Cooperative Institute for Research in Environmental Sciences
Tuesday, October 17, 2023

Subalpine forests in the Northern Rockies are fire resilient—for now

Using lake sediment cores, scientists determined how these subalpine ecosystems recovered after 4,800 years of fire

Lead author Kyra Clark-Wolf balances on a raft while collecting samples in Silver Lake, Montana
researchers balance on an inflatable raft at Silver Lake, Montana
- Phil Higuera

Over 4,800 years in the Northern Rockies during wet periods and dry periods, subalpine forests consistently recovered from wildfires, growing back vegetation and leaving evidence of their resilience in lake sediment cores. 

Kyra Clark-Wolf, now a CU Boulder postdoc with the North Central Climate Adaptation Center (NC CASC), led the study as part of her dissertation research. NC CASC is a partnership of CU Boulder and the United States Geological Survey.

“I thought we might see different ecosystem responses to past fires between wet and dry periods,” said Clark-Wolf. “But what we found was that there wasn't really a clear difference based on climate, but just a lot of variability within the record, which is something that hasn't been shown before.” 

Fires have always been part of subalpine forest ecology in the Northern Rockies, but scientists haven't been able to study forest recovery from those forests in detail— until now. Results from the new analysis of lake sediment cores from a Montana subalpine lake, published today in the Journal of Ecology, were surprising. 

The results detail the remarkable resilience of Northern Rockies subalpine forests to fire in the past. But the research also raises an important question: How resilient will these forests fare in the future? 

“As we look to the present into the future, we know that our climate conditions are increasingly getting outside of the range of variability that we've experienced in recent millennia,” said Phil Higuera, former CIRES visiting fellow, director of the University of Montana’s Paleoecology and Fire Ecology Lab, and a co-author of the study. “Global temperatures are getting warmer and conditions are getting drier.”

Scientists often rely on tree-ring records to understand the history of fire in forests. Yet, fires in subalpine forests are rare, burning on average every 100 to 250+ years. These fires typically kill most trees, along with the history they record. 

Like tree rings, lake sediment cores act as natural archives, but they document a much larger time frame, producing records that date back thousands of years compared to centuries. As sediment settles into lake bottoms in layers they accumulate, with the oldest at the bottom and youngest at the top. Sediment preserves pollen, charcoal, and other indicators of past ecosystems.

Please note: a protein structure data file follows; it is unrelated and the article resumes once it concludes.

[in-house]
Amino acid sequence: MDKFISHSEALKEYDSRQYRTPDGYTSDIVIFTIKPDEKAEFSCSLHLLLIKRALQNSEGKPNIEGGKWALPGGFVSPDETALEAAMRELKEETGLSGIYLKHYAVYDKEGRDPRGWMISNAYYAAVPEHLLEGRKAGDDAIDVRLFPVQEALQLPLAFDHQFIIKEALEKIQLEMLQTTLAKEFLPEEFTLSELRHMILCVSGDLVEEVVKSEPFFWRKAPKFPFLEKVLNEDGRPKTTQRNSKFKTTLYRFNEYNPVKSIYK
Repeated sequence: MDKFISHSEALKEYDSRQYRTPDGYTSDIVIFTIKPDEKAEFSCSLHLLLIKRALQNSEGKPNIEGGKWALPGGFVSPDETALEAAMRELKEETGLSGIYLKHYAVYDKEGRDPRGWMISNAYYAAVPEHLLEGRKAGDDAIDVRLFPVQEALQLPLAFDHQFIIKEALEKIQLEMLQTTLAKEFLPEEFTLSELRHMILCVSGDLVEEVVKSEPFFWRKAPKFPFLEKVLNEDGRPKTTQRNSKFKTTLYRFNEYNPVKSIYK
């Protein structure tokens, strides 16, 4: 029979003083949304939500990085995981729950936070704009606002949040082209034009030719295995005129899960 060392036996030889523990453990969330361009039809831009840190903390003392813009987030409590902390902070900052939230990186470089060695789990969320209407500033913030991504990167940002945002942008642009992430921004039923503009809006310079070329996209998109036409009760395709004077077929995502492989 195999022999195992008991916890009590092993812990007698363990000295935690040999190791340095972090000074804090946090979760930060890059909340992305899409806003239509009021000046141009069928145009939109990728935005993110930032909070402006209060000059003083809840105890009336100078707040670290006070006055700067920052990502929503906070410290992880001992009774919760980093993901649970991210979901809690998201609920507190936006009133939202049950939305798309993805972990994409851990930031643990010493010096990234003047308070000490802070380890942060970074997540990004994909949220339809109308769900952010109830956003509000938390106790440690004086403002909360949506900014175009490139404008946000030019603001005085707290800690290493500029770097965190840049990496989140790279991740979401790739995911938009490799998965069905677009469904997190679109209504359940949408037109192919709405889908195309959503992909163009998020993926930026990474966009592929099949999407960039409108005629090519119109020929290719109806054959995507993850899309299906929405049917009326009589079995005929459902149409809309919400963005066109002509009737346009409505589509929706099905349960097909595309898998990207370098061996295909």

Photos from the field

Photos from the field & lab

“Lake sediment records integrate everything that’s happening on the landscape so we can understand ecosystem responses,” said Clark-Wolf. “For example, pollen tells us what types of plants were present on the landscape before and after fires.”

This paper built on another recent study in which the research team created long-term records for 12 subalpine lakes in Montana and Idaho, resulting in a full landscape history of fire in the region. That work showed that present-day fire activity is still well within the range of the variability experienced over the past 2500 years. 

Collecting the lake sediment samples in a beautiful subalpine lake was cold, arduous work, Clark-Wolf said. After camping in near-freezing temps, the team set out on an inflatable raft they anchored in the center of the lake. While balancing on the small raft, they’d screw metal rods together to lower a long slender coring tube over 50 feet to the lake bottom. Then, layer after layer, they hand-drilled through years of sediment at the bottom of the lake. The oldest sediment core measured about seven meters long, 7600 years old, with layers indicating time stamps like the Mount St. Helens and Crater Lake eruptions. 

After a few days of sediment collection, they brought the 13 cores back to the lab where they sliced the mud-like samples into hundreds of half-centimeter intervals.

“Each one of those slices is a snapshot of the ecosystem over about a 10-year time period,” said Higuera. “When we're talking about thousands of years, a 10-year time slice is really high resolution. And that's what allows [Clark-Wolf] to be able to characterize how fires impacted the ecosystem, and how long it took for vegetation [and other ecosystem components] to return to what they were like before each fire occurred.”

Looking ahead, the study concluded that a modest increase in fire activity wouldn’t be uncharacteristic for the Northern Rockies subalpine ecosystems—yet.  

“Connecting the dots, it's clear that we expect to see things change in these forests, and given global warming, we clearly expect to see more widespread burning. Eventually burning will likely exceed what these forests have experienced in the past, something we’re starting to see in other regions, like the southern Rocky Mountains,” Higuera said. 

Learn more about the larger study in a piece written by Clark-Wolf and Higuera for The Conversation. 


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